and other birds.
Indian Camp Creek Unit
This unit is low, flat and primarily
river floodplain, it includes approximately 3,000 acres with 1,208 acres in
agriculture (primarily private land).
Extensive channelization between
the towns of Ullin and Tamm’s cut-off many of the historic river meanders from
the main river channel. To date the Refuge owns approximately 1,000 acres which
includes floodplain forest and wetlands.
Sandy Creek and Lake Creek Units
These units include 7,432 acres and
form a relatively narrow corridor along the Cache River from the town of Tamms
to the Mississippi Diversion.
Cypress Creek National Wildlife
Refuge owns approximately 5,700 acres with 300 acres in agriculture. The
remaining acreage has been restored to floodplain forest and wetlands.
Cache River Bend Access provides
the only access to the main channel of the Cache river for boats (10mph limit).
Boat access is located on Morris
Road, east of Sandusky, IL. Low water levels in summer may make boat access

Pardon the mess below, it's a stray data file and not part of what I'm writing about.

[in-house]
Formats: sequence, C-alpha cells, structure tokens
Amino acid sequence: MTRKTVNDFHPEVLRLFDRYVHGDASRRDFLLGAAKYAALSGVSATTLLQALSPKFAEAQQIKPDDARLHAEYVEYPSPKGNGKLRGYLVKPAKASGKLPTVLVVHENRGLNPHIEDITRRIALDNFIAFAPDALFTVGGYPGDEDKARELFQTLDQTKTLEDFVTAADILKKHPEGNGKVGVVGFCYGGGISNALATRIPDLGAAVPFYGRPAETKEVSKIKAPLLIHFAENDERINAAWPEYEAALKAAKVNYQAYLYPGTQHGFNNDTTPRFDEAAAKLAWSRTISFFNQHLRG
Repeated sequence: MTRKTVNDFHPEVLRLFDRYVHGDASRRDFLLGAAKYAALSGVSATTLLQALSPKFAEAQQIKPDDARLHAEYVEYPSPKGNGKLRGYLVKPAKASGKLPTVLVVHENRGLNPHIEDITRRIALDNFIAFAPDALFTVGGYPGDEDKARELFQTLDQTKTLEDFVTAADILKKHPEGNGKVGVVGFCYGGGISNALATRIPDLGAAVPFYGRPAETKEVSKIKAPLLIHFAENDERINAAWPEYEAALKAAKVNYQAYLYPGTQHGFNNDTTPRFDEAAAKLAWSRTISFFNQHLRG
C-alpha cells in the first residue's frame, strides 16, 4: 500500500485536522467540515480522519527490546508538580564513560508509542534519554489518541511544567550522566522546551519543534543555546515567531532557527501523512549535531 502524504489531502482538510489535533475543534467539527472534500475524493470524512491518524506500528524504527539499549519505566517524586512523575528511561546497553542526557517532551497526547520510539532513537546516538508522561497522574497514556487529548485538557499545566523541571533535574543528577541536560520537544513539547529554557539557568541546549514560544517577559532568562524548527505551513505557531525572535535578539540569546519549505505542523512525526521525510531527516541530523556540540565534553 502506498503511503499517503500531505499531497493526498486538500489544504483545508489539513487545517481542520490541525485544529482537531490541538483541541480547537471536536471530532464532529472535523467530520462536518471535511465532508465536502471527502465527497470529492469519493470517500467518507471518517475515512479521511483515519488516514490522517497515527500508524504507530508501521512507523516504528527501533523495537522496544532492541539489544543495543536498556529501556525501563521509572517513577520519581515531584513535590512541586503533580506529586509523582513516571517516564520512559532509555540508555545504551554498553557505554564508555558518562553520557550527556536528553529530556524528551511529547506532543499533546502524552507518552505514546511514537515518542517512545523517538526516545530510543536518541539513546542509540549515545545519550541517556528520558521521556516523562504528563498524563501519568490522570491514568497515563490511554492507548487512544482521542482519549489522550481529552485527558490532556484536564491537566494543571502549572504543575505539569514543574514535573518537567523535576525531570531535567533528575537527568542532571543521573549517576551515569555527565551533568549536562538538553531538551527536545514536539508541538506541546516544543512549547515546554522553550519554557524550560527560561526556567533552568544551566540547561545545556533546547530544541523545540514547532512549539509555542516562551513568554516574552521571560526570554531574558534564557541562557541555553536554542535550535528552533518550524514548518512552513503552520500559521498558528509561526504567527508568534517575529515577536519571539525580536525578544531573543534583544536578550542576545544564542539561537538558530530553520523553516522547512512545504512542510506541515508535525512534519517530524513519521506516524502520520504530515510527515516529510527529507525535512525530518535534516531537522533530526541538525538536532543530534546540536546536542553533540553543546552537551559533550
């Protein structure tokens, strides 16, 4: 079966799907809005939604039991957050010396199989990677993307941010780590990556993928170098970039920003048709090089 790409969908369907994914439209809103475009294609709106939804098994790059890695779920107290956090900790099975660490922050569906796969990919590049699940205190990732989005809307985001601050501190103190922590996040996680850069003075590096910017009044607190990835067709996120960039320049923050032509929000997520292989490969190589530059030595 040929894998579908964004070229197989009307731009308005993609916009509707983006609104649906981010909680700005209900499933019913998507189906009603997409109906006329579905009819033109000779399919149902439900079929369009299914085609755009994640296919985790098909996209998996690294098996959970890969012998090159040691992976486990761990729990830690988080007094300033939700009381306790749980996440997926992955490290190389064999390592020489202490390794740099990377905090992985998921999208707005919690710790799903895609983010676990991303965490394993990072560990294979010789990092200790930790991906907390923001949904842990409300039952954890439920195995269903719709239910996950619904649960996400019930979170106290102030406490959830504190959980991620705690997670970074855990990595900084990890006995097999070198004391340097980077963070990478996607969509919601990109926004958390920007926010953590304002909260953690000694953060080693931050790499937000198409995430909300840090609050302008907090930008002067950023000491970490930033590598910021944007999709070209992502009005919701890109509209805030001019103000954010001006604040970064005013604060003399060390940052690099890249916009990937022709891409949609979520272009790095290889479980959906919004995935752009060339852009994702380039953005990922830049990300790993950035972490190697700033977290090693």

Old Cache Channel Unit
This unit has an acquisition
boundary of 2,537 acres, with 1,038 in Refuge ownership. The majority of this
unit contains low, poorly drained bottomlands. The Old Cache River Channel
forms the south boundary of this unit.
In 1950 a ditch was cut on the west
end of the channel diverting water from Cache River directly into the
Mississippi thus abandoning approximately 6 miles of river channel that empties
into the Ohio River. Prior to Refuge ownership, the United States Army Corps of
Engineers (USACE) has maintained a floodgate into the Ohio River (on the east
end of the old channel).
The USACE with the cooperation of
the Cairo Drainage District, are currently responsible for manipulating water
levels in the channel to maintain drainage and flood control. When the gates
are open and the Ohio River is down, water levels may drop to 2 inches or less.
This unit contains the Old Cache
Channel Access and Cache Levee Access
Located off of Route 51 and Redmond
Road, this is a popular place for fishing and wildlife observation. This
location provides boat access to 3 miles of river channel. Bald cypress, river
birch and other floodplain species border the river.
Cache Levee Access is located off of
Route 3, south of Rout 127 and also provides access to the Old Cache Channel. A
silt bar to the east helps to maintain water levels.
This location is generally used for
canoeing, fishing, hunting and wildlife observation.
For more information on the
management units, please contact Cypress Creek Refuge at 618-634-2231. For an
overview of features and access points visit our maps page.